NSW RESEARCHERS BREAKTHROUGH ON CORONAVIRUS
Health experts around the world will be able to contain the spread of novel coronavirus among the population faster, following a breakthrough by NSW Health researchers.
Health Minister Brad Hazzard said experts from NSW Health Pathology’s state-of-the-art biosecurity P4 laboratory have successfully grown the live virus from NSW patients.
“Early and accurate diagnosis of infectious and deadly viruses is critical because undiagnosed patients can unknowingly transmit it to others,” Mr Hazzard said.
“But unless clinicians understand the epidemiology of the disease – how it behaves and replicates – they can’t develop reliable diagnostic testing to identify and contain it.
“A team of elite NSW researchers have achieved this by undertaking genome sequencing of the virus and growing the live virus from real patients as opposed to using synthetic materials.”
The team of 10 scientists and pathologists at NSW Health Pathology’s Institute of Clinical Pathology and Medical Research and clinicians at Westmead Hospital is hopeful their efforts will support the race to develop an effective treatment and vaccine.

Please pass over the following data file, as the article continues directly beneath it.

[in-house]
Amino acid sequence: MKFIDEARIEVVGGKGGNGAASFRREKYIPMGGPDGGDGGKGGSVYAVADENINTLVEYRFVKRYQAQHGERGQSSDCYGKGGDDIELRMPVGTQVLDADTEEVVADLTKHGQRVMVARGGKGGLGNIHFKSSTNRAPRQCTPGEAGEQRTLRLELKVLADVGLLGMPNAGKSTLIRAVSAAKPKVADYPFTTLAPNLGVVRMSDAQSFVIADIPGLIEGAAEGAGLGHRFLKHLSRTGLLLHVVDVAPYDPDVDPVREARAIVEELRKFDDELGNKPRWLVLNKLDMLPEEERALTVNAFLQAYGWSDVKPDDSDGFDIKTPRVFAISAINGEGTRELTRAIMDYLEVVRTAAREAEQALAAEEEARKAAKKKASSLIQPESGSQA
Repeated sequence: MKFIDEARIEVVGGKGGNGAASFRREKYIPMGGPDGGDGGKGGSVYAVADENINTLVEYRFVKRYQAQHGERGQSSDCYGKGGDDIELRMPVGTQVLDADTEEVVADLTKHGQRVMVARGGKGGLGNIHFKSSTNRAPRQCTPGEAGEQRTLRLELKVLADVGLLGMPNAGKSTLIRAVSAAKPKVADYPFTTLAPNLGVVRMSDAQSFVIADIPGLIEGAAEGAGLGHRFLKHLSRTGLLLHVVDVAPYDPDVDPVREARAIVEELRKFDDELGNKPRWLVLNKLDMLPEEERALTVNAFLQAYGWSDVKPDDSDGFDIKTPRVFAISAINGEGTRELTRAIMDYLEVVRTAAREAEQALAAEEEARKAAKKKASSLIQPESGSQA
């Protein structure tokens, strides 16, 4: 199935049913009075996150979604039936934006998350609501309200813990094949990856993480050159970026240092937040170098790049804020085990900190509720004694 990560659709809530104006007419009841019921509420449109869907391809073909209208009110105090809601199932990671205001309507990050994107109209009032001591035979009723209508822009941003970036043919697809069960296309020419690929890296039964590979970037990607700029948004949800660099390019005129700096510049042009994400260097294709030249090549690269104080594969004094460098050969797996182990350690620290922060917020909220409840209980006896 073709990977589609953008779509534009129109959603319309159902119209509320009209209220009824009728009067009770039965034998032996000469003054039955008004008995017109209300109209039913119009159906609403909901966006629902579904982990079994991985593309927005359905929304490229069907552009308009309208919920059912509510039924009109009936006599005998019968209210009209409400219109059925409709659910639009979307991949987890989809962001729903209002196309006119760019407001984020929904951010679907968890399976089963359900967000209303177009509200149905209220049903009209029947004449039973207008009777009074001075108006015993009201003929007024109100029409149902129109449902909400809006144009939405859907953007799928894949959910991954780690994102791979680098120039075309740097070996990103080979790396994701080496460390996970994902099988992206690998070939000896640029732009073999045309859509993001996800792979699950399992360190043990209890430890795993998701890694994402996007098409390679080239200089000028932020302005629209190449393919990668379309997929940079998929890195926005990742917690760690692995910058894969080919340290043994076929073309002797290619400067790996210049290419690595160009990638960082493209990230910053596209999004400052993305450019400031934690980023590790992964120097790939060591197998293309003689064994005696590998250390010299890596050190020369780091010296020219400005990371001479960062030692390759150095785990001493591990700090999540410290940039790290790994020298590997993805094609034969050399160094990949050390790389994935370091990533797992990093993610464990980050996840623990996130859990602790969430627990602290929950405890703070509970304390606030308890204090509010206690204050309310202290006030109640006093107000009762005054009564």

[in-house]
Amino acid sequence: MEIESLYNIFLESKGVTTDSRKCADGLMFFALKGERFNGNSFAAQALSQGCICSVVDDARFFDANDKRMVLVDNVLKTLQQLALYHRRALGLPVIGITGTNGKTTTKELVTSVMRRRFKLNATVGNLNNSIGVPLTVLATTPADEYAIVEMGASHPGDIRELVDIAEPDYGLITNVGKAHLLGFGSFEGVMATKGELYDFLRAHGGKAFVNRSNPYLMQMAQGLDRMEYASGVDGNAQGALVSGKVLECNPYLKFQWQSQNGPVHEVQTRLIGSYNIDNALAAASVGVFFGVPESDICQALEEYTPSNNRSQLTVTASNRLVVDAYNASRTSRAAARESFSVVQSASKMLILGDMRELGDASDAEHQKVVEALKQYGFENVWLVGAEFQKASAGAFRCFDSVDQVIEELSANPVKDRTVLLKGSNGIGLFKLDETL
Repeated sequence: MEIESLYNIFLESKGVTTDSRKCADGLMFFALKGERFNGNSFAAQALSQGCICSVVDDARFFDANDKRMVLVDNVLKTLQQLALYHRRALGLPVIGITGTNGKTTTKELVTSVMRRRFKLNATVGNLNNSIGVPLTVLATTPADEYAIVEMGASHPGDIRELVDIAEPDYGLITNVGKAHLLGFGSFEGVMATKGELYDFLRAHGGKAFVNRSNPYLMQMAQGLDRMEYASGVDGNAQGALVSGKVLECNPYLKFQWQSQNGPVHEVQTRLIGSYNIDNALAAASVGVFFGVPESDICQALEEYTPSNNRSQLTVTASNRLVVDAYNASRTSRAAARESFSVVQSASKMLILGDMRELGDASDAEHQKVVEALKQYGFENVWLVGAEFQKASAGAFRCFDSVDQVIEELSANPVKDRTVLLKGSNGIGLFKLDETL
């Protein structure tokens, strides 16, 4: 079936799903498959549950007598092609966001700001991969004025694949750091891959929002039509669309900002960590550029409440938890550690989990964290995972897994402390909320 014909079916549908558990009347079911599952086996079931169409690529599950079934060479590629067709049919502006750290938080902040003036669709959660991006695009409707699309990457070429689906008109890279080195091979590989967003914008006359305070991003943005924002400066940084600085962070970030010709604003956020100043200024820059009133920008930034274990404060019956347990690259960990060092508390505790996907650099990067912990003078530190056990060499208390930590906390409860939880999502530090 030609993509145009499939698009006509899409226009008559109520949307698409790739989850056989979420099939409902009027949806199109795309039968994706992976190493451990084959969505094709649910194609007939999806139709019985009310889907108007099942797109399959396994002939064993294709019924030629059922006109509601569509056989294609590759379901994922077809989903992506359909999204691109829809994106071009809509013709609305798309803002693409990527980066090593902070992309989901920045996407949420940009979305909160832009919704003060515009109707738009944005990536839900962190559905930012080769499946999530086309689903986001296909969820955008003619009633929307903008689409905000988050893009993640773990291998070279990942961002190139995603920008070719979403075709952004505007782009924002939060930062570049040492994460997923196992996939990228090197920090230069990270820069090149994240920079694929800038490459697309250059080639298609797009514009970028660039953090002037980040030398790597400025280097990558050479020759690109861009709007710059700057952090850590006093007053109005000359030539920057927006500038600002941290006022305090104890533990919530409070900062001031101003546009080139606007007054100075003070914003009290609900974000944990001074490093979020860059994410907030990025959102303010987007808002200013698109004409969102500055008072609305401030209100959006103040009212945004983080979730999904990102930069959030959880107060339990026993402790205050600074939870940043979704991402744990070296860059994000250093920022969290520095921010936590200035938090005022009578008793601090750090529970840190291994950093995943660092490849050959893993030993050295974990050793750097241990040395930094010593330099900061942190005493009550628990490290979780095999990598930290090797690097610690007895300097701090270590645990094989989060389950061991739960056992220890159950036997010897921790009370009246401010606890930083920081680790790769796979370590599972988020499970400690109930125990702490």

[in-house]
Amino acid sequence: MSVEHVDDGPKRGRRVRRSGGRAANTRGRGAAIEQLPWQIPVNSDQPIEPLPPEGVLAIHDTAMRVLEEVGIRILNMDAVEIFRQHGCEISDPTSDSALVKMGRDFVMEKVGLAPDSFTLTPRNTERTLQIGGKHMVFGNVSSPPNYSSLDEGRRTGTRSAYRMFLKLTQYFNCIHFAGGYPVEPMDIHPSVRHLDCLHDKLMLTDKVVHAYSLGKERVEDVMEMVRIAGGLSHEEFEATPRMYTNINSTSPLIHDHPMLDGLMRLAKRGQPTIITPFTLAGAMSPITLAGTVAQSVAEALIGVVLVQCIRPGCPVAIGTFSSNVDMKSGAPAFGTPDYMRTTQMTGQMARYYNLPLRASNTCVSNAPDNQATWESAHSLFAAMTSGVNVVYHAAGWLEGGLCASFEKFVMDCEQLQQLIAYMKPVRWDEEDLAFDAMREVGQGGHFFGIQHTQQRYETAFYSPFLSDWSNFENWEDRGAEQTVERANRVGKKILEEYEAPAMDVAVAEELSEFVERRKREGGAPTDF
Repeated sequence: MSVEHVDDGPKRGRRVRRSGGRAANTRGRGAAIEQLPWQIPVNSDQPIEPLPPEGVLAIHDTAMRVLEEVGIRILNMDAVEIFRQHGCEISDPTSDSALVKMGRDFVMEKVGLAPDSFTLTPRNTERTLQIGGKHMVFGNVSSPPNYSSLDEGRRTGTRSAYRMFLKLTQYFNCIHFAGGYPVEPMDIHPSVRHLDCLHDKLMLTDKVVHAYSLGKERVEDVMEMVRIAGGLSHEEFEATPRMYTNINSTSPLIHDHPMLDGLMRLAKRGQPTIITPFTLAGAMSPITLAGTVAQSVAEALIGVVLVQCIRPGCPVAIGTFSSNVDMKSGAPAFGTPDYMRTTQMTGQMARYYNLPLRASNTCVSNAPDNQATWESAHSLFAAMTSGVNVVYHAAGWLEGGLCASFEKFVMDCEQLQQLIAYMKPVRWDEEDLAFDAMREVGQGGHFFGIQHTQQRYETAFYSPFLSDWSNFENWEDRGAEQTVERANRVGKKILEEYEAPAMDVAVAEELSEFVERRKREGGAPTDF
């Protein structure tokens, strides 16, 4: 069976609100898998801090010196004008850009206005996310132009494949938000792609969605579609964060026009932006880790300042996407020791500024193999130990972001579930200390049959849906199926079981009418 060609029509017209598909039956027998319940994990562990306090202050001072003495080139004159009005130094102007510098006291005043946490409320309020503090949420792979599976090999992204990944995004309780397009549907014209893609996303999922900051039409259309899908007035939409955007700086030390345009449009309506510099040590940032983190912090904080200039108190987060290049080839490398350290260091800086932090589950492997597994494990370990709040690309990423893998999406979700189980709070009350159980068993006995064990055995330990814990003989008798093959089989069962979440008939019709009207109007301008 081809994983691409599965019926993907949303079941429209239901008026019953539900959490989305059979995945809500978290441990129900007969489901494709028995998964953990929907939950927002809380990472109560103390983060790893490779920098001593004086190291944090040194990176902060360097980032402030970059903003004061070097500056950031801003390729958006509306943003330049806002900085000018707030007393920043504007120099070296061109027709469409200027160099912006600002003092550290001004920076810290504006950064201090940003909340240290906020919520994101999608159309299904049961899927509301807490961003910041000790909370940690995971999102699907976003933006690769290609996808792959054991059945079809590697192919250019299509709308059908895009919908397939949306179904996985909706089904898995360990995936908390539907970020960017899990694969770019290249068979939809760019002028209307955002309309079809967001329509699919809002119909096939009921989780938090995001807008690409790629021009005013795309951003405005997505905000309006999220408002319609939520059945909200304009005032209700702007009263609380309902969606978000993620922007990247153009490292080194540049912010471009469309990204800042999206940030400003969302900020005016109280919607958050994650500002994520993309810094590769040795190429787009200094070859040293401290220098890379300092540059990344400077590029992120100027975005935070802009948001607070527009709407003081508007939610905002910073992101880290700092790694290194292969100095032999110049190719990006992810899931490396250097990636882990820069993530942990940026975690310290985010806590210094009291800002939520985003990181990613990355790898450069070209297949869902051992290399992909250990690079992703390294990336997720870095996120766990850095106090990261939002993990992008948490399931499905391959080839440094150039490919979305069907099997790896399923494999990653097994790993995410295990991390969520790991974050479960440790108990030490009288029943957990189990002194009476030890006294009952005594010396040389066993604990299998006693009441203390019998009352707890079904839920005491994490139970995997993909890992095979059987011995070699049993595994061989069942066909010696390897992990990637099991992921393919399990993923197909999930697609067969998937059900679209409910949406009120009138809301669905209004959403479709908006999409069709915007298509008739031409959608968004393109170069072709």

NSW Health Pathology’s Director of Public Health Pathology, Professor Dominic Dwyer, said the team has been working around the clock to rapidly cultivate the virus.
“This cutting-edge work will expand access to faster, reliable diagnostic testing for infected patients not just here in NSW but around the world,” Professor Dwyer said.
“Being able to cultivate the novel coronavirus with samples from NSW patients as opposed to trying to mimic it from synthetic specimens is a terrific breakthrough.
“Synthetic virus tools don’t offer the same high degree of diagnostic accuracy needed to help us develop effective antiviral drugs that can be used to treat infected patients.
“We’re proud to be able to share our discovery with the World Health Organization, and international researchers and clinicians, so together we ultimately help save lives.”
Across Australia – and around the world – there are only a relatively small number of specialist institutes with the expertise, technology and facilities to safely handle and grow these highly infectious and deadly pathogens.
The NSW Government invested $2.4 million in 2018 to establish the state’s first public health pathogen genomics service.